Recent targeted attacks have increased significantly in sophistication, undermining the fundamental assumptions on which most cryptographic primitives rely for security. For instance, attackers launching an Advanced Persistent Threat (APT) can steal full cryptographic keys, violating the very secrecy of “secret” keys that cryptographers assume in designing secure protocols. In this article, we introduce a game-theoretic framework for modeling various computer security scenarios prevalent today, including targeted attacks. We are particularly interested in situations in which an attacker periodically compromises a system or critical resource completely, learns all its secret information and is not immediately detected by the system owner or defender. We propose a two-player game between an attacker and defender called FlipIt or The Game of “Stealthy Takeover.” In FlipIt, players compete to control a shared resource. Unlike most existing games, FlipIt allows players to move at any given time, taking control of the resource. The identity of the player controlling the resource, however, is not revealed until a player actually moves. To move, a player pays a certain move cost. The objective of each player is to control the resource a large fraction of time, while minimizing his total move cost. FlipIt provides a simple and elegant framework in which we can formally reason about the interaction between attackers and defenders in practical scenarios. In this article, we restrict ourselves to games in which one of the players (the defender) plays with a renewal strategy, one in which the intervals between consecutive moves are chosen independently and uniformly at random from a fixed probability distribution. We consider attacker strategies ranging in increasing sophistication from simple periodic strategies (with moves spaced at equal time intervals) to more complex adaptive strategies, in which moves are determined based on feedback received during the game. For different classes of strategies employed by the attacker, we determine strongly dominant strategies for both players (when they exist), strategies that achieve higher benefit than all other strategies in a particular class. When strongly dominant strategies do not exist, our goal is to characterize the residual game consisting of strategies that are not strongly dominated by other strategies. We also prove equivalence or strict inclusion of certain classes of strategies under different conditions. Our analysis of different FlipIt variants teaches cryptographers, system designers, and the community at large some valuable lessons: 1.Systems should be designed under the assumption of repeated total compromise, including theft of cryptographic keys. FlipIt provides guidance on how to implement a cost-effective defensive strategy.2.Aggressive play by one player can motivate the opponent to drop out of the game (essentially not to play at all). Therefore, moving fast is a good defensive strategy, but it can only be implemented if move costs are low. We believe that virtualization has a huge potential in this respect.3.Close monitoring of one’s resources is beneficial in detecting potential attacks faster, gaining insight into attacker’s strategies, and scheduling defensive moves more effectively. Interestingly, FlipIt finds applications in other security realms besides modeling of targeted attacks. Examples include cryptographic key rotation, password changing policies, refreshing virtual machines, and cloud auditing.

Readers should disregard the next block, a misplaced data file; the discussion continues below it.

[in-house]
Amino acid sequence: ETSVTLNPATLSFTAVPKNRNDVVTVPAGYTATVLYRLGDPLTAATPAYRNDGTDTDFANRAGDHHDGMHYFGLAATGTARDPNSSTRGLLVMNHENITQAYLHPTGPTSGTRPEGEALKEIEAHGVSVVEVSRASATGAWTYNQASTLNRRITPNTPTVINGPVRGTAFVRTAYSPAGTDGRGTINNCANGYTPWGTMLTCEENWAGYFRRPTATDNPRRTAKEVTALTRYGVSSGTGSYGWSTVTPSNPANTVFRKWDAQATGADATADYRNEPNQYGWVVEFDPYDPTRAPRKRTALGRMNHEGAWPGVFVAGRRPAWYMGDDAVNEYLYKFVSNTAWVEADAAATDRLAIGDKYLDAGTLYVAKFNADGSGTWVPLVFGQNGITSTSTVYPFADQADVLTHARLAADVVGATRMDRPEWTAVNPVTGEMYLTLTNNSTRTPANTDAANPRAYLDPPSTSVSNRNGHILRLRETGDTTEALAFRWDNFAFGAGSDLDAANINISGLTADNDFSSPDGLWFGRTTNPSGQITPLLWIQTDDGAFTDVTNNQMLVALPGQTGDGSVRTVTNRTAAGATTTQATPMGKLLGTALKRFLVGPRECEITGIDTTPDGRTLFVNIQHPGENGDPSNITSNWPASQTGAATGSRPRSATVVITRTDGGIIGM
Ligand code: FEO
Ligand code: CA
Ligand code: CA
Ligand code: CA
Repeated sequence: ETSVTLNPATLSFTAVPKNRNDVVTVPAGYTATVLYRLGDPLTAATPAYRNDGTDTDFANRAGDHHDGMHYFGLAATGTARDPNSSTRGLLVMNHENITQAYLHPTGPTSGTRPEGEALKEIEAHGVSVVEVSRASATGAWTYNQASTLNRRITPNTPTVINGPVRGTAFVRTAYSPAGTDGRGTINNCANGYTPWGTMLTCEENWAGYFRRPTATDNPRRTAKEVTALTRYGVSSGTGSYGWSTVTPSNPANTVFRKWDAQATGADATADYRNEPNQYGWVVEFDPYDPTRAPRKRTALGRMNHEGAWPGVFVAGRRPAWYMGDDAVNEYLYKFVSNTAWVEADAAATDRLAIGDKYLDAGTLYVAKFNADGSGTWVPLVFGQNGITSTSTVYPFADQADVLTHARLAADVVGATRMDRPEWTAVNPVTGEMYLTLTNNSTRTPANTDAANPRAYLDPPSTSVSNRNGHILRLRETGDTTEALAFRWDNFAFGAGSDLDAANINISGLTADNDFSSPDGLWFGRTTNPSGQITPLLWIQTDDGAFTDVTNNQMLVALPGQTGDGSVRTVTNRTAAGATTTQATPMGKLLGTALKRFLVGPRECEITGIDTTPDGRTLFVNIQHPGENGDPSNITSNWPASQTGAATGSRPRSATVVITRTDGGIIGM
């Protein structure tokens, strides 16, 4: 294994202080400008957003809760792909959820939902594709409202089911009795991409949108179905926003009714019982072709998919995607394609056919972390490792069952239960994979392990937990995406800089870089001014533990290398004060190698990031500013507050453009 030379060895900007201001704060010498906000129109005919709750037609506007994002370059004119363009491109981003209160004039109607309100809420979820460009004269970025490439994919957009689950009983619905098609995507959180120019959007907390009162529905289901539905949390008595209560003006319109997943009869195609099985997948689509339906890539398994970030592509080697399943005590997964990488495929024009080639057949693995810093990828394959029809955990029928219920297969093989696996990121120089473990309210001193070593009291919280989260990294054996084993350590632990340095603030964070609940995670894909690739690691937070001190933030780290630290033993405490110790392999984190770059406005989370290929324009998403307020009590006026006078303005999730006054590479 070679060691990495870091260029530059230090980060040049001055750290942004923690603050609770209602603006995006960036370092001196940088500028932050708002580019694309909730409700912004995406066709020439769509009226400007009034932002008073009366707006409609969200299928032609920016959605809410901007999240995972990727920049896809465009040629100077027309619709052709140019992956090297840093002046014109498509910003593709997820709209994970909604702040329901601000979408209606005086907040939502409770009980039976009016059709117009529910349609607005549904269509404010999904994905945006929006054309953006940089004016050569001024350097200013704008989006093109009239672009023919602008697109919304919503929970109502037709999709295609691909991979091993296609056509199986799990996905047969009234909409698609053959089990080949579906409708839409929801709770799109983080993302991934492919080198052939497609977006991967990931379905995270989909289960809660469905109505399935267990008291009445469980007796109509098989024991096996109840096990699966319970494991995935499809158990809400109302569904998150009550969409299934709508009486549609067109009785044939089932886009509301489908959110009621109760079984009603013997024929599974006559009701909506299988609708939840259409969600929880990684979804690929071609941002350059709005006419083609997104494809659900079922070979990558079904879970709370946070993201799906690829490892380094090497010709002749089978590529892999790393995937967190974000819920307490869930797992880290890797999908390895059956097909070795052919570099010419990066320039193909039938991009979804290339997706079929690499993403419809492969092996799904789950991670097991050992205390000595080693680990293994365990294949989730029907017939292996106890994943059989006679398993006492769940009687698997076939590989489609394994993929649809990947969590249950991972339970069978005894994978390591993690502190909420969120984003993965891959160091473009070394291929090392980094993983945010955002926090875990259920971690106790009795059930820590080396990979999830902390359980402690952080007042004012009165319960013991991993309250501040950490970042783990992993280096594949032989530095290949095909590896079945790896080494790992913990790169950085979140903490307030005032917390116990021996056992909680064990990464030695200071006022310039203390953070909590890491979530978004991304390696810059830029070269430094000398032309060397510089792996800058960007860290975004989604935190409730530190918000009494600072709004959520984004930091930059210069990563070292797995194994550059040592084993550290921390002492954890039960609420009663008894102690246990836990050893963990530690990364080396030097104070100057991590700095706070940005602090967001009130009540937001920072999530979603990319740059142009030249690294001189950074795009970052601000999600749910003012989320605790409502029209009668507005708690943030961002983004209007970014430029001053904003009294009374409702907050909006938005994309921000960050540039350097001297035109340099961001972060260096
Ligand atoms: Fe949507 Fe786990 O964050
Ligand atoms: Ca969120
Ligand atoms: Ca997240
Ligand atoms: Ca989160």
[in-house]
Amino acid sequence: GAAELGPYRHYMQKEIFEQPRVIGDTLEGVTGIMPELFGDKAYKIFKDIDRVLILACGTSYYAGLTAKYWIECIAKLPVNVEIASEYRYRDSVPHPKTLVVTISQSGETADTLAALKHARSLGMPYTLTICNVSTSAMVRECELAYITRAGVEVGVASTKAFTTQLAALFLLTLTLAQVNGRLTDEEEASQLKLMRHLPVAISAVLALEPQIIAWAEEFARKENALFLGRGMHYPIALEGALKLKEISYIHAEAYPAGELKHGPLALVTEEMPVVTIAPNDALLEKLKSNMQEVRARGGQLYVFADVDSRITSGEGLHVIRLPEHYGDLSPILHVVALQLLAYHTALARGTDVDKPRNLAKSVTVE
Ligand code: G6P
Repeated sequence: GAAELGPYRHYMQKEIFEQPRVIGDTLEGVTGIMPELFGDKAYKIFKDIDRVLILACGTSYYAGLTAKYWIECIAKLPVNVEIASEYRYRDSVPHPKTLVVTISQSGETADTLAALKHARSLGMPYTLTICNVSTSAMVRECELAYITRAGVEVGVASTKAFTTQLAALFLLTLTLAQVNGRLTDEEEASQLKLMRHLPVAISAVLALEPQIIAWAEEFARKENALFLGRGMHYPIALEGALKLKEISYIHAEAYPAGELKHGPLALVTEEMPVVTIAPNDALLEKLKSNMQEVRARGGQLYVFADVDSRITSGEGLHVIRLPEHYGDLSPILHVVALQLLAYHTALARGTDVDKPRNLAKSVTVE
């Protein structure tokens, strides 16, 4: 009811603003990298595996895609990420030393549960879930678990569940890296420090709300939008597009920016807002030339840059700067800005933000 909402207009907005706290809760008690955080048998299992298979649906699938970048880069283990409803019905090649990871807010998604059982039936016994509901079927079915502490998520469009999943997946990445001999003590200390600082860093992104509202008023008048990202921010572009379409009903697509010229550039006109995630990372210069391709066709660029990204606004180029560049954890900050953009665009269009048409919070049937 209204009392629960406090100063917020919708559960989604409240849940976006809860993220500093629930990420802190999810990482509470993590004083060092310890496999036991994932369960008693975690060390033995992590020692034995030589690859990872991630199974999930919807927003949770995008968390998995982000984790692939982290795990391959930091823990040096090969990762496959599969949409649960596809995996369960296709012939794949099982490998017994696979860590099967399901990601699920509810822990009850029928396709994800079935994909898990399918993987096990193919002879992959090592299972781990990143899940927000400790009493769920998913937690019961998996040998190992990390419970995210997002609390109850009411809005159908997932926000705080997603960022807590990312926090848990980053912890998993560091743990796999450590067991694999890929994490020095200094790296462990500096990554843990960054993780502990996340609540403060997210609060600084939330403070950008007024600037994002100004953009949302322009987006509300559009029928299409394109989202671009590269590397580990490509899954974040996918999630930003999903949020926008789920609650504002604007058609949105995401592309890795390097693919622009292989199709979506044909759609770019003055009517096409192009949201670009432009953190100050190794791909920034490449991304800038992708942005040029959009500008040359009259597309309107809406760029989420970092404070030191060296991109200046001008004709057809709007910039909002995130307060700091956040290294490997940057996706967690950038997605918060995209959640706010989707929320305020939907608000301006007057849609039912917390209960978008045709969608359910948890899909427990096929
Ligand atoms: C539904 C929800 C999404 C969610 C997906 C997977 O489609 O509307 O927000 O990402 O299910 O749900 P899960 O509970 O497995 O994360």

2013
JOFC
Round-Optimal Password-Based Authenticated Key Exchange
We show a general framework for constructing password-based authenticated key-exchange protocols with optimal round complexity—one message per party, sent simultaneously—in the standard model, assuming the existence of a common reference string. When our framework is instantiated using bilinear-map-based cryptosystems, the resulting protocol is also (reasonably) efficient. Somewhat surprisingly, our framework can be adapted to give protocols in the standard model that are universally composable while still using only one (simultaneous) round.